Fevers can be a very scary thing for parents, especially for first-time moms and dads. You might wonder how high is too high or if you should call the doctor immediately if your child has one.
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“Every child will eventually experience a fever, no matter how careful you are,” says pediatrician Tracy Lim, MD. And it’s important for parents to know what to do when this happens. That starts with taking your child’s temperature using any variety of thermometers available, from standard oral thermometers to the newer temporal artery scanners.
“You can use any of these devices, but a digital thermometer is generally all you need,” she says.
It is most accurate to use a rectal thermometer for infants and young children. “If you feel uneasy doing this, use whichever device makes you most comfortable,” Dr. Lim says. “In older children, an oral temperature is most accurate, if the child is able to tolerate it.”
What is considered a fever for a toddler?
So what is a fever? Fever is defined as a temperature over 100.4 degrees Fahrenheit (38 degrees Celsius). Normal body temperature is 98.6 F (37 C). Everyone’s body temperature varies throughout the day, though, and can differ by age, activity level and other factors. For instance, a newborn’s body temperature can typically be normal at 99.5 F (37.5 C).
Don’t be alarmed if your child’s temperature varies, however. The magic number for fever is 100.4 F (38 C).
When should you not worry about your child’s fever? Dr. Lim says doctors tend not to worry about:
- Fevers that last fewer than five days. If your child’s behavior is relatively normal, you don’t need to be concerned if they continue to be playful and they’re eating and drinking normally. (Although, they may seem more tired than usual).
- Temperatures of up to 102.5 F (39 C) in a child 3 months to 3 years of age, or up to 103 F (39.4 C) if your child is older. These temperatures can be common, but not necessarily worrisome.
- Low-grade fevers. If your infant or child was recently immunized, these can be normal if they last fewer than 48 hours. A low-grade fever is determined if your child’s temperature is between 99.6 and 100.3 F (37.5 to 40 C).
When to take your toddler to the ER or doctor for a fever
Now for the important question: When should you be worried about a fever? Call your doctor if and when:
- An infant younger than 3 months of age develops a fever. Fevers may be your infant’s only response to a serious illness. Especially in newborns, a low temperature can also be a sign of serious illness. Call your pediatrician if your baby’s temperature drops below 97.7 F (36.5 C) rectally.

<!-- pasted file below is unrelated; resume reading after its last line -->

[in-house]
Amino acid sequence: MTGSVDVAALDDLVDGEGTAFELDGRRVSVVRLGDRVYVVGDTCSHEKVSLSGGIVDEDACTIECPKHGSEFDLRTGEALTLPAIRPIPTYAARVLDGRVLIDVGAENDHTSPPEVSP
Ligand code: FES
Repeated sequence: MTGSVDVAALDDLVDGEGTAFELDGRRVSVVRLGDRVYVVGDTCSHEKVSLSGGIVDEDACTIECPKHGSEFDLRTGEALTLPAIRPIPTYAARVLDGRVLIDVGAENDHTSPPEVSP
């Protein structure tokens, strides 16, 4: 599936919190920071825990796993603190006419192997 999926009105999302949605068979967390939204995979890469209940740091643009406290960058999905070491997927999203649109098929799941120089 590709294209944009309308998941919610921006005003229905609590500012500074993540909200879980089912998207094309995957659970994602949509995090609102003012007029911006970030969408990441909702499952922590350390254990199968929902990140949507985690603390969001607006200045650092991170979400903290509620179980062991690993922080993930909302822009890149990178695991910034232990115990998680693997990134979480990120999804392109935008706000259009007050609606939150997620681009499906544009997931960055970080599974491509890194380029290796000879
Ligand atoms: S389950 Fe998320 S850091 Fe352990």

- Your child’s fever lasts more than five days. Your pediatrician may need to investigate further for underlying causes.
- Your child’s fever is higher than 104 F (> 40 C).
- Your child’s fever does not come down with fever reducers.
- Your child is not acting themselves, is difficult to arouse or is not taking in enough liquids. Babies who aren’t wetting at least four diapers per day and older children who are not urinating every eight to 12 hours may become dangerously dehydrated, Dr. Lim says.
- Your child was recently immunized and has a temperature above 102 F ( 38 C) or a fever for more than 48 hours.
- You are concerned. If you are uncomfortable with your child’s temperature or illness, call your doctor or nurse practitioner to discuss it.
Can fever cause a seizure?
Seizures are a very scary side effect of fevers in some children, Dr. Lim notes. “Febrile seizures” occur in 2% to 4% of all children under age 5. Not all seizures cause jerking movements in the body, too. Some seizures look like “passing out.” If your child develops a seizure:
- Put your child on their side.
- Do NOT put anything in your child’s mouth.
- Call 911 if the seizure lasts more than five minutes.
If the seizure lasts fewer than five minutes, call your physician or seek immediate medical attention.
What to do about multiple fevers
“If your child has persistent or multiple episodes of fever and a pediatrician cannot figure out what is causing them, they may refer your child to a specialist,” Dr. Lim says. A pediatric infectious disease expert or pediatric rheumatologist may be able to get to the bottom of the issue.